The Governor of North Carolina once
said, or is said to have said, to the Gov-
ernorof South Carolina: "It'sn longtime
between (Iruiks. liiilouhtcdly it will be
a longer tunc till the race question
filially settled. Ail interim, Mrs. Canfield
might sjiend her time profitably in reading
the Sermon on the Mount and tile Lord's
Prayer. If she has any time left she might
put it in in studying a handbook on eti
quelle. Or she might vent her spleen by
blowing up the Kansas radicals, who
bounced her distinguished husband out
ol a tat place for teaching his pupils the
sen-apparent truth, that a high protect
ive tariff is but another name for high
way robbery, in this latter icrlorninncc
she would be doing the country, it not
tiod, a service, and would have the sym
pathy of several million American citi
zens, c. u. c.
1IH. PHIEIIS DECLINES.
News From the Republican Ilretli
ren at the Capital.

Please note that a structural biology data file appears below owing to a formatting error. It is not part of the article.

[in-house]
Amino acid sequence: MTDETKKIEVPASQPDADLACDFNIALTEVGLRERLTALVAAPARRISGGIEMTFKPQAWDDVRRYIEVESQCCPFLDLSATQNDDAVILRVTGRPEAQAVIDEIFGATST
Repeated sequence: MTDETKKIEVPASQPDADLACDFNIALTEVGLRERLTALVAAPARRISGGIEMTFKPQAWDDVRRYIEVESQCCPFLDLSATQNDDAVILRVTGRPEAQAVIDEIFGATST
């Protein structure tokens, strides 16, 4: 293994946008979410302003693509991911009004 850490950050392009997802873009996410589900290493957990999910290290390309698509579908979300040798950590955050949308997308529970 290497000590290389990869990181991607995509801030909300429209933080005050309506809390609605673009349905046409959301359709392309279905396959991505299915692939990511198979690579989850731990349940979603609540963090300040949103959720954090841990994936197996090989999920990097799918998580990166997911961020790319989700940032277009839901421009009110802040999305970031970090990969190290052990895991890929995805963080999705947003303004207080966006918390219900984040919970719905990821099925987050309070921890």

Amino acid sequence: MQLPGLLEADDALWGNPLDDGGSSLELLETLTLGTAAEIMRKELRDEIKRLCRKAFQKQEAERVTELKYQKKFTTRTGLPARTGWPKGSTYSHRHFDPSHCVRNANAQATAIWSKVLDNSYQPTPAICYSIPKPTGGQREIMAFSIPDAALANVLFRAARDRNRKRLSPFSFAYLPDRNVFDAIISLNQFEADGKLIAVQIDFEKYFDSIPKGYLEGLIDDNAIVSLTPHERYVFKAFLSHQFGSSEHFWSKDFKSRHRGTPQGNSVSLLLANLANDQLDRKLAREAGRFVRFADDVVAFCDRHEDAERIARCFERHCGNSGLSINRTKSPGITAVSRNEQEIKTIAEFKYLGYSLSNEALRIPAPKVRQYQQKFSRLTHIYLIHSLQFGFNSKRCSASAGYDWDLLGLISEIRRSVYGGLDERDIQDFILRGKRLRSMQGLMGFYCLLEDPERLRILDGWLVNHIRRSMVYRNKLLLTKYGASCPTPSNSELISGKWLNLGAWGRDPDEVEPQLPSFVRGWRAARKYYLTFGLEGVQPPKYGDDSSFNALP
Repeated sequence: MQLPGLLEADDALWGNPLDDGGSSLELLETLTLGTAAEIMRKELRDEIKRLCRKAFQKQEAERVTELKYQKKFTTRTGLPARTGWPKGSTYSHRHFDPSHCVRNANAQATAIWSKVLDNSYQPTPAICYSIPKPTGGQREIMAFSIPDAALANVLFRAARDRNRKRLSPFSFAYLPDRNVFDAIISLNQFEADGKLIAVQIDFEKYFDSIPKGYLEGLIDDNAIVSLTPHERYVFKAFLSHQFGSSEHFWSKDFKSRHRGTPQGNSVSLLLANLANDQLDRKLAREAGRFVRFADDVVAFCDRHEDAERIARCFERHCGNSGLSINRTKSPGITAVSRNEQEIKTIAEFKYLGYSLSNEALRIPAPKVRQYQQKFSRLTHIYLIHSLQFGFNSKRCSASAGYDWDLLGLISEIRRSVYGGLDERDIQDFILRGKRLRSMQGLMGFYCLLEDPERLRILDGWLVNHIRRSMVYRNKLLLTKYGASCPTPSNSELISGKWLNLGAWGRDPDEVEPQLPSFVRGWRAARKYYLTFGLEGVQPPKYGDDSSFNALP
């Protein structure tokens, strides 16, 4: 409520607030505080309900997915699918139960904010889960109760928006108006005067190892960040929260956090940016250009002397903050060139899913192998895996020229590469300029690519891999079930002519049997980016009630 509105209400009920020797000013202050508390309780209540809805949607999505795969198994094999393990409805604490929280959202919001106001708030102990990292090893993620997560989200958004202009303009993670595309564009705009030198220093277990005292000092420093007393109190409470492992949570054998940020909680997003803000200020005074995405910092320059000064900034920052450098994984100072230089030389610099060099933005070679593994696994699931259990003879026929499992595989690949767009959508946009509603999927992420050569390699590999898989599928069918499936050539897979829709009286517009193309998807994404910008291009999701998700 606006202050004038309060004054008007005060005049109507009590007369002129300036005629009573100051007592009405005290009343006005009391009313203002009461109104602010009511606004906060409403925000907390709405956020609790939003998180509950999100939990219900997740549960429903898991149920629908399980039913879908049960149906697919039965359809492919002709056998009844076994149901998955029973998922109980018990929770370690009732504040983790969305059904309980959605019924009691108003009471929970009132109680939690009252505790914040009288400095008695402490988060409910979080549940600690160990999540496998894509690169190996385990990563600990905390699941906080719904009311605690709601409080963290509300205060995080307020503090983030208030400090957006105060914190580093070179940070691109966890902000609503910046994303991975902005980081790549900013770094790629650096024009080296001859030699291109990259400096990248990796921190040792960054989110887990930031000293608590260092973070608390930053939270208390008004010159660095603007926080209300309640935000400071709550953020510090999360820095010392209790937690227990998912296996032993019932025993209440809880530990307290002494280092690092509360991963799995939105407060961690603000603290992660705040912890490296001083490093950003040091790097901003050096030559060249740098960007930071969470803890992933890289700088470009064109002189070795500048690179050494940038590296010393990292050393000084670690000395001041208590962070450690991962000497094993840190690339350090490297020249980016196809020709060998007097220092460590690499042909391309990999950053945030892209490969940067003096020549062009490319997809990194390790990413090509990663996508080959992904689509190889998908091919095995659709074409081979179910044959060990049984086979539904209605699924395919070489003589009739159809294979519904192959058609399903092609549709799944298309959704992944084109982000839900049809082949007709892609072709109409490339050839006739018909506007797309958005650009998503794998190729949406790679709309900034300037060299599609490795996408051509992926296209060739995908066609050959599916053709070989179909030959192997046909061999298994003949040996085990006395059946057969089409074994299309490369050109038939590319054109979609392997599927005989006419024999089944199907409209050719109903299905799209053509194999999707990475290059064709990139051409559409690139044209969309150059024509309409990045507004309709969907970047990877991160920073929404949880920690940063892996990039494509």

W ashington, I). C, August 31. Spe
cial, j iiou. . r. rniiiipshasdcchncd the
Venezuela coiuinissionci sliip offered him
recently by the President, and iloii.I). I..
Russell, who is now in this city, is prom
inently mentioned lor tile place. 11 pays
$5,000 per year. Prominent North Car
olina politicians here say that Judge Rus
sell is not only prominent but is well
qualified for the position at the hands of
W. S. O'B. Robinson is here and is san
guine of success in securing the eastern
district attorneyship. Tom Dcvcreux,
of Raleigh, has just retired Irom the con
test, and Chas. A. Cook, of Warren, is
Robinson's only rival in the tield.
It is bul due Congressman Ewart to
say that the recent removal of the inter
nal revenue collector's office for the west
ern district from Salisbury to Stalesvillc
was made at the protest of that gentle
man. The power behind it all is Dr. J. .
.VIott, wiiose building the collector will
rent. There is also some political signifi
cance in the move. Ewart wanted it to
go to Ashcville, and refused to endorse
Eaves until he promised if it left Salis
bury Ashcville should have it. Motl
scores a big victory.
A FATAL WRECK,
A Stock Train and an Excursion
Train Crash Together.
Mimii.iisiuiRi-,, Vt., August 31. An
excursion train to Hurliuglou from the
norse breeder s meeting at Rutland, and
a stock train bound south collided rt
S.30 o'clock last night, four miles north
of here, near Hrooksviilc. Both engines,
one car and part ot another car of the
excursion train, and ten or twelve stock